The power of the backlist proved persuasive to Norman Mailer ’43, who was in the market for a new agent after his representative, Scott Meredith, died in 1993. Wylie approached Mailer with a spreadsheet: 12 of Mailer’s books had fallen out of print, and his works appeared in 12 languages on average—translating into 144 fallow titles. Say the annual royalties for each approximated $1,000; then their inactivity meant Mailer was sacrificing $144,000 or so per year in royalty income. The careful homework and reasoned argument won Mailer as a long-term client, and the Wylie agency represents Mailer’s literary estate today.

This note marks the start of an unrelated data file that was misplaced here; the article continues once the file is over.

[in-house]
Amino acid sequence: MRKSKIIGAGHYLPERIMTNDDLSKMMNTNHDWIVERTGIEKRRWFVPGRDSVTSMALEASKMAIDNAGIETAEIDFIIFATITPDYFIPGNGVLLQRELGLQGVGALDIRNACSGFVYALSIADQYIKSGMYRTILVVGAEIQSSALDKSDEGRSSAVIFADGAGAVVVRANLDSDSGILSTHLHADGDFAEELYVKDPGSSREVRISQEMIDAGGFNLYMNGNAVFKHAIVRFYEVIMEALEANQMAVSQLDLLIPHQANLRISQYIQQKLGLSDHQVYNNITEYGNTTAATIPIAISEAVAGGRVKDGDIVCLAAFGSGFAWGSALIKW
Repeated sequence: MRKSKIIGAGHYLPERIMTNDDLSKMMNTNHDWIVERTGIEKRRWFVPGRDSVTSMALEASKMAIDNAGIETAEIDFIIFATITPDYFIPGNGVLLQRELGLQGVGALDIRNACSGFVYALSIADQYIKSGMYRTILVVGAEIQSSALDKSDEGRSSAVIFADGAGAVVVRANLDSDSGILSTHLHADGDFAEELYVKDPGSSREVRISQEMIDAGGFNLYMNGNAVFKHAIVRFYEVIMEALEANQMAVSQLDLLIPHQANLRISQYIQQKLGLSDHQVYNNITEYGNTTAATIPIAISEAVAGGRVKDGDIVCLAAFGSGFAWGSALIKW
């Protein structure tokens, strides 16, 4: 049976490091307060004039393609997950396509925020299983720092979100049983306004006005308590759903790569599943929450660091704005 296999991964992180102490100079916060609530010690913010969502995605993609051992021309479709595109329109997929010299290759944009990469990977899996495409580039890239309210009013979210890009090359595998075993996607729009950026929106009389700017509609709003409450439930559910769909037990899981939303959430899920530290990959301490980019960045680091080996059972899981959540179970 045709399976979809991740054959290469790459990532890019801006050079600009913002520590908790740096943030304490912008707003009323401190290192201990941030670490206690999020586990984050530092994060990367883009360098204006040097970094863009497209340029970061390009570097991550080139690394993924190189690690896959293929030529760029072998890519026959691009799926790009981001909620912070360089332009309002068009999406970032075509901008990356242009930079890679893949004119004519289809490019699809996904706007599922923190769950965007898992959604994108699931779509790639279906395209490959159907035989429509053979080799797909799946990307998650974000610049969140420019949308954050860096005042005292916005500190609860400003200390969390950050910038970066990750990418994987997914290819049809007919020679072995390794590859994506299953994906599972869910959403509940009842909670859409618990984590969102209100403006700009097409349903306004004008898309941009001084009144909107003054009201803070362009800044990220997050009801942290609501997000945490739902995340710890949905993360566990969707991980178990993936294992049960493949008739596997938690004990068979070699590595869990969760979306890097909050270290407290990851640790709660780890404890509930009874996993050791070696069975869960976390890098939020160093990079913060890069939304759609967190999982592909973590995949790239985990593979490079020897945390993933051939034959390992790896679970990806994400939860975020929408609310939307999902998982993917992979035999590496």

Profile of literary agent Andrew Wylie | Harvard Magazine Jul-Aug 2010


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